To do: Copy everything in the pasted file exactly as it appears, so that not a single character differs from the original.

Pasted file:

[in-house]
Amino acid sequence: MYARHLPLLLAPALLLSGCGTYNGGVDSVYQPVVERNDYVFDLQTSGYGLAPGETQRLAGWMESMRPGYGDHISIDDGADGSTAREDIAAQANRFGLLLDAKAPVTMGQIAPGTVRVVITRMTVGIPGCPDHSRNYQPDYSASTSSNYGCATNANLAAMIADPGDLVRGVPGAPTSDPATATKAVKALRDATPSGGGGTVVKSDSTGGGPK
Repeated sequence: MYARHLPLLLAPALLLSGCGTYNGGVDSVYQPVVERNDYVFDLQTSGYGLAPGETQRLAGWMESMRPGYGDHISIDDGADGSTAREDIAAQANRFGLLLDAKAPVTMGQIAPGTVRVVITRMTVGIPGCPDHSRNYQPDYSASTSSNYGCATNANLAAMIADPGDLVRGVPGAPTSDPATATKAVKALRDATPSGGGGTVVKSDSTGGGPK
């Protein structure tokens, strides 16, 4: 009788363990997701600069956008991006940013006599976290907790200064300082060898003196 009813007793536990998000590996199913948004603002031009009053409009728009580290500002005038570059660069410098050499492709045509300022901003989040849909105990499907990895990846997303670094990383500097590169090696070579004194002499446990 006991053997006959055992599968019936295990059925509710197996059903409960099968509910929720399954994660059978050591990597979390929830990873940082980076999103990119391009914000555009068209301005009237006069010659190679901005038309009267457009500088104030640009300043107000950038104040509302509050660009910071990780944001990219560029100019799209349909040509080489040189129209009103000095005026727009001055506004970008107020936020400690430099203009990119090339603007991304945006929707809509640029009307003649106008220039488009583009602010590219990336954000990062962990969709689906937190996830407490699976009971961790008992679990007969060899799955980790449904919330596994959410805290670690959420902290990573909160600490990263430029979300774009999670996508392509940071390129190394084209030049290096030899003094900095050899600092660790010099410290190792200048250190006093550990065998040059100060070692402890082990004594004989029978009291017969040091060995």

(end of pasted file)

[in-house]
Amino acid sequence: MYARHLPLLLAPALLLSGCGTYNGGVDSVYQPVVERNDYVFDLQTSGYGLAPGETQRLAGWMESMRPGYGDHISIDDGADGSTAREDIAAQANRFGLLLDAKAPVTMGQIAPGTVRVVITRMTVGIPGCPDHSRNYQPDYSASTSSNYGCATNANLAAMIADPGDLVRGVPGAPTSDPATATKAVKALRDATPSGGGGTVVKSDSTGGGPK
Repeated sequence: MYARHLPLLLAPALLLSGCGTYNGGVDSVYQPVVERNDYVFDLQTSGYGLAPGETQRLAGWMESMRPGYGDHISIDDGADGSTAREDIAAQANRFGLLLDAKAPVTMGQIAPGTVRVVITRMTVGIPGCPDHSRNYQPDYSASTSSNYGCATNANLAAMIADPGDLVRGVPGAPTSDPATATKAVKALRDATPSGGGGTVVKSDSTGGGPK
């Protein structure tokens, strides 16, 4: 009788363990997701600069956008991006940013006599976290907790200064300082060898003196 009813007793536990998000590996199913948004603002031009009053409009728009580290500002005038570059660069410098050499492709045509300022901003989040849909105990499907990895990846997303670094990383500097590169090696070579004194002499446990 006991053997006959055992599968019936295990059925509710197996059903409960099968509910929720399954994660059978050591990597979390929830990873940082980076999103990119391009914000555009068209301005009237006069010659190679901005038309009267457009500088104030640009300043107000950038104040509302509050660009910071990780944001990219560029100019799209349909040509080489040189129209009103000095005026727009001055506004970008107020936020400690430099203009990119090339603007991304945006929707809509640029009307003649106008220039488009583009602010590219990336954000990062962990969709689906937190996830407490699976009971961790008992679990007969060899799955980790449904919330596994959410805290670690959420902290990573909160600490990263430029979300774009999670996508392509940071390129190394084209030049290096030899003094900095050899600092660790010099410290190792200048250190006093550990065998040059100060070692402890082990004594004989029978009291017969040091060995």